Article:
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Are you wondering if Aleve can be used to reduce your dog’s pain problem?
You are not alone. Many owners ask if this popular over-the-counter brand is safe enough for their pets.
Straight to the point:
Naproxen, which is the active drug in Aleve, is just too risky for animal use.
Even a low dose could cause a life-threatening situation. Do not even consider giving your dog this pain medication!
In fact, most vets no longer prescribe Aleve because the side effects can be quite severe.
Never Give Your Dog Aleve
This NSAID’s toxicity could put your best buddy’s life in serious jeopardy.
It cannot be stressed enough:
While Aleve is effective for pain and stiffness, it is downright deadly for dogs.
Even the newer and safer non-steroidal anti-inflammatory drugs require great caution, and veterinary guidance, when used on pets.
The Serious Side Effects
Aleve (also marketed as Midol) can cause fatal kidney or liver damage as well as stomach ulcers.
As little as 2mg Naproxen per pound of your dog’s body weigh could cause gastrointestinal lesions and/or bleeding.
More common complications include the following:
- A lack of appetite
- Weakness and laziness
- A pale appearance
But let’s just come right out and say it: Aleve can kill your dog.
No Recommended Dosage
Dosing Aleve is impossible to do.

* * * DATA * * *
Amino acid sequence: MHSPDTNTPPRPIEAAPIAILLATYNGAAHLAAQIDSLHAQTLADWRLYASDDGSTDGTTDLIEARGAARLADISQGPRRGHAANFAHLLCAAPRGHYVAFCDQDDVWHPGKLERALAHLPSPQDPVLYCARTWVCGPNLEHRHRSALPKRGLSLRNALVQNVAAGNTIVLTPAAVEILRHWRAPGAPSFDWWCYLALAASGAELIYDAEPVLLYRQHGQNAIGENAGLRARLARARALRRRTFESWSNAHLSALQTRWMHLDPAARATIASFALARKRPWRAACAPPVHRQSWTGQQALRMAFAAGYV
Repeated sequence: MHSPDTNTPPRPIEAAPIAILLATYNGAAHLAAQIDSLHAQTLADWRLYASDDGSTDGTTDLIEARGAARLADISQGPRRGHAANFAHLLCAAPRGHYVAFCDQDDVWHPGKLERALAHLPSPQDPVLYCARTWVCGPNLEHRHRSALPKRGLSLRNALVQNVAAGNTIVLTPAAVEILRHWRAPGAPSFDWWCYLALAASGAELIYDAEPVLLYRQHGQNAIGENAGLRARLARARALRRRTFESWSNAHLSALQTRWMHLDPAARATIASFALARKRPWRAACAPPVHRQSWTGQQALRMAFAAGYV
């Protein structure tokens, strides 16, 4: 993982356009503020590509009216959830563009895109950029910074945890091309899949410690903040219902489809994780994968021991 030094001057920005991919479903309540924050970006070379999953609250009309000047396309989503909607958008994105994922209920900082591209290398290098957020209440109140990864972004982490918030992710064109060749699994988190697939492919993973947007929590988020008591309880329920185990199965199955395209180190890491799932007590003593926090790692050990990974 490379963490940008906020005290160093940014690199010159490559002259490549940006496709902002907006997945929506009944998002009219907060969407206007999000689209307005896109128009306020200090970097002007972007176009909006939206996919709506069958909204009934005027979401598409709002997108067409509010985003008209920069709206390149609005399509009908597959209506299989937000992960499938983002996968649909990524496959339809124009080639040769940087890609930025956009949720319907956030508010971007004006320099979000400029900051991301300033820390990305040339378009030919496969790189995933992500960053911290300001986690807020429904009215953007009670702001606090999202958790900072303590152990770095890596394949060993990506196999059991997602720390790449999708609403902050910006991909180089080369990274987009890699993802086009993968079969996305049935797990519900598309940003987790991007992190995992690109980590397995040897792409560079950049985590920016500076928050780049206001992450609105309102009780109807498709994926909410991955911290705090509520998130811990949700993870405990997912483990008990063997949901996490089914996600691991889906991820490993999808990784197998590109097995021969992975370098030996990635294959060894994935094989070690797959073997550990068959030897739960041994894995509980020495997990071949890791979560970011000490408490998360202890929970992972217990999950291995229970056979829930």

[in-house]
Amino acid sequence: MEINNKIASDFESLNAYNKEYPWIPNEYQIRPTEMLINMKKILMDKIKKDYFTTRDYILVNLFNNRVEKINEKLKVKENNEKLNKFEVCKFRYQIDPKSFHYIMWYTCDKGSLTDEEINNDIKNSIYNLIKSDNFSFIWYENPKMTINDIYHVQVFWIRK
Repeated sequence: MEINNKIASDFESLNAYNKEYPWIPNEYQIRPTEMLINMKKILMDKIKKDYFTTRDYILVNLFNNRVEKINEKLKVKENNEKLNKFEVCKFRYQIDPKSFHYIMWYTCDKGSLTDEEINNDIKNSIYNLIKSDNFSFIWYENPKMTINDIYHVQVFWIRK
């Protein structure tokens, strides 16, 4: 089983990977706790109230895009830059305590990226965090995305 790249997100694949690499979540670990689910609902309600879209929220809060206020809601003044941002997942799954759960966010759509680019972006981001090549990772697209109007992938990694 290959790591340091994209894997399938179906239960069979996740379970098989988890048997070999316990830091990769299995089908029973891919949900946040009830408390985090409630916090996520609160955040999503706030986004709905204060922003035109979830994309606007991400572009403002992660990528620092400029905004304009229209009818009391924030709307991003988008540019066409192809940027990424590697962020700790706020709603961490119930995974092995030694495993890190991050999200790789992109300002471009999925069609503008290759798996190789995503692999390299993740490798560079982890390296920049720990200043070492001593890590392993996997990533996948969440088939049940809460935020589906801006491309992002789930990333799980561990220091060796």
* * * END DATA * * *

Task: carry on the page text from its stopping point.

Even a modest ratio, based on a dog’s body weight, can have terrible toxicity.
Naproxen, a non-selective COX inhibitor, will be absorbed into the bloodstream very quickly. It doesn’t matter if you have Aleve tablets, gelcaps, caplets, or liquid form.
Must Read: Pre-clinical toxicology studies show that Aleve was poorly tolerated by test subject dogs.
Some Alternatives To Aleve
The truth is most conventional pain medications (certainly Aleve) are fraught with high risks.
Why not look into natural remedies for general pain problems or if your dog has arthritis?
Alfalfa and Stinging nettle (Urtica dioica) can help to provide some relief.
Probably the most practical option is to get a quality Glucosamine supplement — that would be a smart long-term approach.
Of course, chronic cases often call for stronger, fast-acting drugs such as Rimadyl or Tramadol. Be sure to ask your vet about those.
For Accidental Intake
Unfortunately it sometimes happens that a pet dog will accidentally eat Aleve (either a single tablet or more than a dozen)!
In such a situation, it could make sense to induce vomiting to prevent organ failure.
Providing hydrogen peroxide may head off excessive absorption. A capful is usually enough for a small dog; larger breeds may require more.
But are you facing this situation right now?
If so, stop what you’re doing and go to your vet ASAP. Do not delay in getting professional help for Aleve poisoning!
The Bottom Line
Never give your dog any amount of Aleve.
This household pain killer can literally kill your dog. Keep your supply well out of reach.
The good news:
Compared to Aleve, there are far superior treatment options for dogs dealing with aches and pains.